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Is it possible to have a Chrome extension listen for the appearance of a yet-to-be-created element?

Say the user clicks a button and the click event creates an element <div id='myDiv'>My Div</div> and adds it to the page/DOM. Is it possible to set a listener that will automatically fire an event when that element appears?

Or do I have to resort to polling the page and checking for this element every X amount of milliseconds?

jQuery and other libraries are not an option for me btw.

share|improve this question
    
Why not keep track of the button clicks? Or will it load through other means? – TheZ Jun 20 '12 at 23:04
    
It is actually being created with an AJAX callback but I just phrased it in the most straightforward way for the sake of example. So I have to listen for the creation/appearance of the element. – Jim_CS Jun 20 '12 at 23:28
    
Duplicate? stackoverflow.com/questions/7434685/… ... In any case it looks like the most elegant solution is now deprecated (DOM Mutation Events), but there is a hacky solution posted here: stackoverflow.com/questions/6997826/… – Cecchi Jun 21 '12 at 0:43
    
@Cecchi This isn't quite a duplicate, since this question specificallly excludes jQuery. – apsillers Jun 21 '12 at 15:52
    
Very true, good point! – Cecchi Jun 21 '12 at 21:17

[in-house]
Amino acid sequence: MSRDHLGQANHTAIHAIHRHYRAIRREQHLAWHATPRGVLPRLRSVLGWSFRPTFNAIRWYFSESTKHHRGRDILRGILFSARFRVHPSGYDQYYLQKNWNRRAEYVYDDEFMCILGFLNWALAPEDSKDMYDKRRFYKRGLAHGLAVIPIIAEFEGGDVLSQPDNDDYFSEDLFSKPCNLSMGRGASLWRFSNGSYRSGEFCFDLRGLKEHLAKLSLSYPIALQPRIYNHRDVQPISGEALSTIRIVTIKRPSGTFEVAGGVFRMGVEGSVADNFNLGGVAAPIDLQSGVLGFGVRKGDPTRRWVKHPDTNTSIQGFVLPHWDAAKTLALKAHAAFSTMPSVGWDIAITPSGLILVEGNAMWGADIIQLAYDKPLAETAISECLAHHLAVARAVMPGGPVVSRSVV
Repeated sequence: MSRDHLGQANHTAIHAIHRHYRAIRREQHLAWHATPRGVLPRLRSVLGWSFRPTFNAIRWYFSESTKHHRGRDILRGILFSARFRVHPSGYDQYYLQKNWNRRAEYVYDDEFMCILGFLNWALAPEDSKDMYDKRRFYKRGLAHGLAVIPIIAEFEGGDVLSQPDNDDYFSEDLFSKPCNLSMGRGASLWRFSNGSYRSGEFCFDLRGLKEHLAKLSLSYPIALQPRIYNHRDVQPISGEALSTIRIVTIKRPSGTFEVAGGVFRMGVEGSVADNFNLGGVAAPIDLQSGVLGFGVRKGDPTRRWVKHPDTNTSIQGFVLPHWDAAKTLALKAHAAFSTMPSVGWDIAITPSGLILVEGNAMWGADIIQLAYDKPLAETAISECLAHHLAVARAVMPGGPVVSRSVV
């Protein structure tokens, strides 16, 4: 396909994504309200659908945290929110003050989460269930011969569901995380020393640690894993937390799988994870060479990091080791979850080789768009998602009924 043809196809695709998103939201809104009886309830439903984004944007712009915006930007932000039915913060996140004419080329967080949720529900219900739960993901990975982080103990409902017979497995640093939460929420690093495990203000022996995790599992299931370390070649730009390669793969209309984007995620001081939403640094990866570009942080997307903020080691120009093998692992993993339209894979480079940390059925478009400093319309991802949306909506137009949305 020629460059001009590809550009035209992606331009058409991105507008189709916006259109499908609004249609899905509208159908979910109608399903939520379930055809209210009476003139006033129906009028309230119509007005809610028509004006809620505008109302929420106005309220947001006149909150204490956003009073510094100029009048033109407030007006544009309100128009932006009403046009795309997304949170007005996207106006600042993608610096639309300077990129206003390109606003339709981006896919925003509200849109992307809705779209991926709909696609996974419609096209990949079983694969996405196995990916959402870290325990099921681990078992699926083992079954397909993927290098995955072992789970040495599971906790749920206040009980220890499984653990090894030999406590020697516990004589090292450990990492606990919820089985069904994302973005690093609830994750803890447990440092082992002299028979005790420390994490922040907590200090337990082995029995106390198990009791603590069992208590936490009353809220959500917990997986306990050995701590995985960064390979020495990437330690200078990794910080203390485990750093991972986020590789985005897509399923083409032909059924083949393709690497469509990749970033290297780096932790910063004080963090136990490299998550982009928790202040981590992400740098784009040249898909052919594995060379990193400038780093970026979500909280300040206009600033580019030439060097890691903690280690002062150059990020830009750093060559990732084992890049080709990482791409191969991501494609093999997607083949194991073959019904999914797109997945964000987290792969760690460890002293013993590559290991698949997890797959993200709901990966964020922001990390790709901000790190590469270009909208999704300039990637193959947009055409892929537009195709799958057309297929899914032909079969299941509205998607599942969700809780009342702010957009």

up vote 7 down vote accepted

The new DOM4 MutationObserver can do this. I don't think it's widely supported yet, but luckily enough for you, it is supported in Chrome, as WebKitMutationObserver.

Modified from the linked tutorial page, this listens for mutations everywhere on the page:

var observer = new WebKitMutationObserver(function(mutations) {
    mutations.forEach(function(mutation) {
        for (var i = 0; i < mutation.addedNodes.length; i++) {
            if(mutation.addedNodes[i].id == "myDiv") {
                // target node added, respond now...
            }
        }
    });
});
observer.observe(document, { subtree: true });

If you can narrow your listening in observer.observe to a more specific element than document, that would give you some performance gain.

share|improve this answer
    
Is there a legacy implementation? – Zlatko May 13 '13 at 13:39
    
@zladuric Perhaps you might be interested in Is there a jQuery DOM change listener? – apsillers May 13 '13 at 13:54
    
Thanks, but I can't use external libraries. setInterval it will have to remain. – Zlatko May 13 '13 at 14:49
    
@zladuric Despite the question title, the accepted answer to that question doesn't use jQuery. It uses DOM mutation events, which are plain old JS. – apsillers May 13 '13 at 15:03

You can use arrive.js, it wraps the MutationObservers api. Usage:

document.arrive(".test-elem", function() {
    // 'this' refers to the newly created element
    var newElem = this;
});
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